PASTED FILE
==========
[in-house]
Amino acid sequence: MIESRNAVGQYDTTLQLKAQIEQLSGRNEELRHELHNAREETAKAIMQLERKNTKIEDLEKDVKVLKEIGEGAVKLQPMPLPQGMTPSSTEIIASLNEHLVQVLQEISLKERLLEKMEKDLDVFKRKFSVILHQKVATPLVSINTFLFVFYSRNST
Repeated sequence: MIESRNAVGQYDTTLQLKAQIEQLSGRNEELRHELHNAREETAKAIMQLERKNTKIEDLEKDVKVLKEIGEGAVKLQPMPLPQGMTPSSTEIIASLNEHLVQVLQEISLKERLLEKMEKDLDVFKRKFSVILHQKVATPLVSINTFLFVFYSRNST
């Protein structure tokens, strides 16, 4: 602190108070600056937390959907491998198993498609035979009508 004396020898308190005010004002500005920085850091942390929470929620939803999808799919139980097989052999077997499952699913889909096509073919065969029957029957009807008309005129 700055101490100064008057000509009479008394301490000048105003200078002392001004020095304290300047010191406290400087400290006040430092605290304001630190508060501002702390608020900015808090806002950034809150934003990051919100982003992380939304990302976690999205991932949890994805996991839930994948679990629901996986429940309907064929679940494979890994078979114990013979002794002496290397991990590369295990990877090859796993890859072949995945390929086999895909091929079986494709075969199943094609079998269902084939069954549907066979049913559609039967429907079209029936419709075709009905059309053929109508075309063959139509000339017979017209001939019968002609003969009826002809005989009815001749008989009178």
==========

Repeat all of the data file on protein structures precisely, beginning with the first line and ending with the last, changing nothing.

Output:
[in-house]
Amino acid sequence: MIESRNAVGQYDTTLQLKAQIEQLSGRNEELRHELHNAREETAKAIMQLERKNTKIEDLEKDVKVLKEIGEGAVKLQPMPLPQGMTPSSTEIIASLNEHLVQVLQEISLKERLLEKMEKDLDVFKRKFSVILHQKVATPLVSINTFLFVFYSRNST
Repeated sequence: MIESRNAVGQYDTTLQLKAQIEQLSGRNEELRHELHNAREETAKAIMQLERKNTKIEDLEKDVKVLKEIGEGAVKLQPMPLPQGMTPSSTEIIASLNEHLVQVLQEISLKERLLEKMEKDLDVFKRKFSVILHQKVATPLVSINTFLFVFYSRNST
């Protein structure tokens, strides 16, 4: 602190108070600056937390959907491998198993498609035979009508 004396020898308190005010004002500005920085850091942390929470929620939803999808799919139980097989052999077997499952699913889909096509073919065969029957029957009807008309005129 700055101490100064008057000509009479008394301490000048105003200078002392001004020095304290300047010191406290400087400290006040430092605290304001630190508060501002702390608020900015808090806002950034809150934003990051919100982003992380939304990302976690999205991932949890994805996991839930994948679990629901996986429940309907064929679940494979890994078979114990013979002794002496290397991990590369295990990877090859796993890859072949995945390929086999895909091929079986494709075969199943094609079998269902084939069954549907066979049913559609039967429907079209029936419709075709009905059309053929109508075309063959139509000339017979017209001939019968002609003969009826002809005989009815001749008989009178």